To be a challenger is exciting, a David and Goliath opportunity for the small to win
Some of you may know I love a challenge.
Whether campaigning to get a stock image of an egg to be the most liked ever, stuffing a complete Christmas dinner and pudding into a tin can, or after going into lockdown last year, petitioning Daniel Beddingfield’s ‘Gotta Get Thru This’ to replace our national anthem (sadly, this one failed).
As individuals, we challenge ourselves every day to eat better, work out, spend less and see family more.
If 2020 taught us anything it’s the collective power we hold to challenge existing conditions. Whether that be protesting for injustice on the streets or taking it to Wall Street online.
So how does that play out for us as brand disciples?
Why are we ok with so many
so-called challenger brands failing to live up to their name and actually challenge
their industry status quo?
In Adam Morgan and Malcolm Devoy’s book Overthrow II they break being a challenger down into 10 categories, ranging from Feisty Underdog to Enlightened Zagger. Seeing that and even billion-dollar brands calling themselves 'challenger', you could argue it’s more about marketing kudos than changing any norms.
There are a few brands that I see truly embodying the challenger mentality mindset.
First up is the well-known Brewdog and their carbon negative drive, the first of any beer brand. Then up-and-coming condiment kings Dr Will's mission to tackle the uncomfortable truth about hidden sugar content in our table sauces.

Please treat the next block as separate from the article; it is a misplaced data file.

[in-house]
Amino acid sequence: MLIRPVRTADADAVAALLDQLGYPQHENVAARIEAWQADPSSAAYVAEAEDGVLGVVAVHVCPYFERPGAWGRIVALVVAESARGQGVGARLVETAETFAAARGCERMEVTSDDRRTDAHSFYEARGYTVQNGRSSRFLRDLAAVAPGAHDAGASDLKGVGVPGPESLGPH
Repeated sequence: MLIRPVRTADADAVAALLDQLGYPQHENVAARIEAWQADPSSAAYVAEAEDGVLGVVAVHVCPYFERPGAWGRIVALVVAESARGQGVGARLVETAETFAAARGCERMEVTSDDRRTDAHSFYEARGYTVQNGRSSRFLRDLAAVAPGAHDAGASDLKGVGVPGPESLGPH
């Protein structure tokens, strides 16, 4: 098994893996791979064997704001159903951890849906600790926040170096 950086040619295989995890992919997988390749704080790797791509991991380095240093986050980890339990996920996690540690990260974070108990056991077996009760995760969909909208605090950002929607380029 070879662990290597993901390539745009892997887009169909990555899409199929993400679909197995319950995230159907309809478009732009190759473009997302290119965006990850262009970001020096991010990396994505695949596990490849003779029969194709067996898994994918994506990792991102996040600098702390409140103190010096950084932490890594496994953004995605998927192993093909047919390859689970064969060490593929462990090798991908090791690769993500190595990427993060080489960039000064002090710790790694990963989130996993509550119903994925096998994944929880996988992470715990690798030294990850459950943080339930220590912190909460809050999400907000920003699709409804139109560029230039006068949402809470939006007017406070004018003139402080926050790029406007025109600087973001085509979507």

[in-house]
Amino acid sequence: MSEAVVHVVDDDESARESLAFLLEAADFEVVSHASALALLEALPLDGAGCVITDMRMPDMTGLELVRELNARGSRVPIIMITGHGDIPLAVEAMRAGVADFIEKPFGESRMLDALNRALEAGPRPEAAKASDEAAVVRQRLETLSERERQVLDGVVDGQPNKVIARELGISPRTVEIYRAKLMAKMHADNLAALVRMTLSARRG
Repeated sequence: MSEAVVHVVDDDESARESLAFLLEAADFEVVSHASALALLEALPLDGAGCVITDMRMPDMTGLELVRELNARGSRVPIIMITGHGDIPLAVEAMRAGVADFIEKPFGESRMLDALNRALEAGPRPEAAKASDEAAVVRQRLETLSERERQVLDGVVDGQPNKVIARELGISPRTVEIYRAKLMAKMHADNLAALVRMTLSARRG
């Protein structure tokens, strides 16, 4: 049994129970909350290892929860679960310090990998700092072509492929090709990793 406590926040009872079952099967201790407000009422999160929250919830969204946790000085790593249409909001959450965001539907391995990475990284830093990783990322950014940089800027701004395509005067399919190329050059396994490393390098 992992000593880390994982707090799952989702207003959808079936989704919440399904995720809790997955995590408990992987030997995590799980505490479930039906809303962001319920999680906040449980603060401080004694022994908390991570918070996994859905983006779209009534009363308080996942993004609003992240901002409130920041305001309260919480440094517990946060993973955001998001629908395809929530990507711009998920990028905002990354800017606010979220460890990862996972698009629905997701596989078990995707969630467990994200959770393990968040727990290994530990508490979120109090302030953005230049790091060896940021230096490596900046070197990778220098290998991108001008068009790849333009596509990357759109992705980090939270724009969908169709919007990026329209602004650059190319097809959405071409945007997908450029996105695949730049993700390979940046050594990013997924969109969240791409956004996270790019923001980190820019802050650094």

But it’s Tony’s Chocolonely that have really pulled no punches recently, and in my eyes are the perfect example of a true challenger brand.
It’s not just their mouth-orgasm product that got me purring, it was their story and mission to change the industry they call home that cemented my loyalty to them.
In 2001 the Harkin Engel Protocol was signed and the chocolate industry pledged to end all illegal labour in the cocoa chain. So that should have ended long ago, right? Wrong. Many people still live far below the poverty line.
20 years on, Tony’s slave-free chocolate wanted to make a point, so it recently made its process open chain, so any of its competitors could copy them. Tony's Chocolonely position The Open Chain as "an industry-led initiative that helps chocolate brands transform their cocoa supply chains."
To give existing manufacturers an extra push to "inspire" other international chocolate makers to take action, Tony’s imitated their branding and ingredients with their own bars.
We've seen a fair few brands tackle critique with humility of late, and bravo to them. Not so here, with the big dogs pressurising some supermarkets to pull the bars from the shelf, which they rather unsportingly did.
Will that stop Tony and his cocoa crew? Nah. That’s the spirit of a true challenger.
When your bottom line isn’t the bottom line. When doing the right thing is worth more than extra profit.
Human nature has us naturally wanting to fit in, to belong.
So to boldly call out the most popular is a pretty ballsy move and one that in my eyes we need more of.
So here I am, with my fist raised and chocolate round my mouth asking us all to be a bit more Tony.